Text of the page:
Image: Vivek Prakash / Reuters
High rises under construction behind an old residential building in central Mumbai
1. The Real Estate (Regulation and Development) Bill, 2013
The real estate sector is largely unregulated. There is lack of standardisation, transparency and consumer protection.
Introduced in August 2013, this Bill deals with residential real estate, and looks into the transactional (buying and selling) aspect of the sector; it aims to bring transparency to the sector, making disclosure of project details mandatory, along with the functions of the promoter. It also aims to provide a speedy grievance redressal mechanism.
The Bill seeks to establish Real Estate Regulatory Authorities (RERAs) at the state level. RERAs will aim to ensure consumer protection, standardisation in business practices, and transactions in the real estate sector. Their main functions will include advising governments on development of the sector, and maintaining and publishing records on projects on its website. The Act will include setting up of a Real Estate Appellate Tribunal with powers of a civil court to address consumer grievances.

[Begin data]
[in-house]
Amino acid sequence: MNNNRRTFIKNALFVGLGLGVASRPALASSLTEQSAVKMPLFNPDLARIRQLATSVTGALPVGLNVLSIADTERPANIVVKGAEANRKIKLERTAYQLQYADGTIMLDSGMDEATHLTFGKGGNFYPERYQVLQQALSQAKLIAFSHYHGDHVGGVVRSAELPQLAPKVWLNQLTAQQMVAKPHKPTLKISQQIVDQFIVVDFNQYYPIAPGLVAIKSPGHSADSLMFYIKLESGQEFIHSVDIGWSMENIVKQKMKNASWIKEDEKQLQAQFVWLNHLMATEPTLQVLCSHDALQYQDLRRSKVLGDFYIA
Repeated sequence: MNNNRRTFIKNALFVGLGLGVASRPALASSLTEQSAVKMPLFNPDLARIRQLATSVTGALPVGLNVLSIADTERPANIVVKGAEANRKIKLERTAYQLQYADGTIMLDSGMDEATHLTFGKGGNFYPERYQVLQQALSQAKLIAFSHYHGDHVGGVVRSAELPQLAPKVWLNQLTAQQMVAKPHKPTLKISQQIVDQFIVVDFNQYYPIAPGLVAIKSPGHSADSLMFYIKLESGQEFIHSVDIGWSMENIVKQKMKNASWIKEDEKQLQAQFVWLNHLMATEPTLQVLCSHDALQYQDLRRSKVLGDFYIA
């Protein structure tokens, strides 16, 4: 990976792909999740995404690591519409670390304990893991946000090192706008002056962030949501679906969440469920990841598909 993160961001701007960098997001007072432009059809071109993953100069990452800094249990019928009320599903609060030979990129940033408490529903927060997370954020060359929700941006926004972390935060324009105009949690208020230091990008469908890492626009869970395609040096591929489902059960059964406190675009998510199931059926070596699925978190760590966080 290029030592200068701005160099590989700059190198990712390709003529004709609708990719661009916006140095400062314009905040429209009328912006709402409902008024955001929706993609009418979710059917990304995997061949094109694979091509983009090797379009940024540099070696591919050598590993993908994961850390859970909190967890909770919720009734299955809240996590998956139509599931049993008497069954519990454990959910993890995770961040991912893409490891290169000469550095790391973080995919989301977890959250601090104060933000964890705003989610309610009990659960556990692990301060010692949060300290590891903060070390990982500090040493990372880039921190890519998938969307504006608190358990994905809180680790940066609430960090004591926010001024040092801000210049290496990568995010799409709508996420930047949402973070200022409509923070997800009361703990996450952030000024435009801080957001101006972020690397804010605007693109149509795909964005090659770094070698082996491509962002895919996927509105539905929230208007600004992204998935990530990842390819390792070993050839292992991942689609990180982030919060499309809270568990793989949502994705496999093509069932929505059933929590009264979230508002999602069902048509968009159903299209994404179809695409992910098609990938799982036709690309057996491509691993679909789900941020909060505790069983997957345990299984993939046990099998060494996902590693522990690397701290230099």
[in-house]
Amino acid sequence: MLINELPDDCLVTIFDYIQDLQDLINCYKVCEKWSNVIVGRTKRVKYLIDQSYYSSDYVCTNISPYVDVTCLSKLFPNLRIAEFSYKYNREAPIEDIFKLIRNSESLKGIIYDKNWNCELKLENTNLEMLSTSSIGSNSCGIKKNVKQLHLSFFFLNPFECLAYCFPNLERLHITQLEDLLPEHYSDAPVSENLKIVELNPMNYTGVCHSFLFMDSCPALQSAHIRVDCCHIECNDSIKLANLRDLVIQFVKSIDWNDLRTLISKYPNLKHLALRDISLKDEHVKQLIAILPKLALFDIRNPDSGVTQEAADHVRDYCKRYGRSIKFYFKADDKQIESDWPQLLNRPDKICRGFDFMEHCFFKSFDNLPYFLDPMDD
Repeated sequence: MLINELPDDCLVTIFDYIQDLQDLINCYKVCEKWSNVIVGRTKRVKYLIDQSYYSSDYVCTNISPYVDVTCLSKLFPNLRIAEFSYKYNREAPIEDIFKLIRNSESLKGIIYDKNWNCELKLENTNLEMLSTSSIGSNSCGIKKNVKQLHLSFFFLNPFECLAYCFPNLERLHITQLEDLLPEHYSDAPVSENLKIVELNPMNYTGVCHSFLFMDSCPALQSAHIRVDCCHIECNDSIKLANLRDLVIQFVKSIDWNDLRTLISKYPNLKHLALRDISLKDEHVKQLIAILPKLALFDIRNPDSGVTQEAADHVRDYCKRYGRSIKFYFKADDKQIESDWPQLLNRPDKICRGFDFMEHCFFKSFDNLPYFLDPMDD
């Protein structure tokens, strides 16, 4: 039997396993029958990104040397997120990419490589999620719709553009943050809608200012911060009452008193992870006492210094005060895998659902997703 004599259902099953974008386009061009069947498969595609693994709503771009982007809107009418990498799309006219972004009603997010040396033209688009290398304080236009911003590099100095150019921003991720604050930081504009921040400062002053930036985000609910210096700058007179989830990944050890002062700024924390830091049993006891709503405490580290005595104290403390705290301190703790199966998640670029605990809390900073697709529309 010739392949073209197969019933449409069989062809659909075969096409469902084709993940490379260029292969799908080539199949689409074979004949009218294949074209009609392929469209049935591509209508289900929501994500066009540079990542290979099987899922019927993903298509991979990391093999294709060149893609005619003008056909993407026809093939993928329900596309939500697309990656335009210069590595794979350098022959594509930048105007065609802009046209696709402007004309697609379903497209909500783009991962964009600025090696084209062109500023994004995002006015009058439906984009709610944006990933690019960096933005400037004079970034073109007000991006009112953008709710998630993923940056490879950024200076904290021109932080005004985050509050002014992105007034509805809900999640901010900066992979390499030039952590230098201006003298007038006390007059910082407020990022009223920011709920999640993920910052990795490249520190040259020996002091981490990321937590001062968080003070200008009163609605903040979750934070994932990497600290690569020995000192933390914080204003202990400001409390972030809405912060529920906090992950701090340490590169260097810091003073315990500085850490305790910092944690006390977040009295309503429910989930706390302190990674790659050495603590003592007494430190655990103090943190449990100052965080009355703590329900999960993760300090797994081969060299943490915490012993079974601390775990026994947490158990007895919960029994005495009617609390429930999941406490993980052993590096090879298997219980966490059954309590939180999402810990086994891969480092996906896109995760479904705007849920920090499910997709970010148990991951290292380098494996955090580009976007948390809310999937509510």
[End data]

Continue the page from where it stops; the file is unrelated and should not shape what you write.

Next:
RERAs will have the power to conduct an inquiry and penalise promoters, allottees, or real estate agents; a promoter can be penalised up to 10 percent of the total cost of the real estate project, and an allottee can be charged up to 10 percent of the total cost of the apartment.
2. The Right of Citizens for Time Bound Delivery of Goods and Services and Redressal of their Grievances Bill, 2011
This Bill aims to create a mechanism that will ensure timely delivery of goods and services to citizens. It will make it mandatory for every public authority to publish a citizens’ charter—with details of the goods, services, and timeline for deliveries—within six months of the Bill being cleared.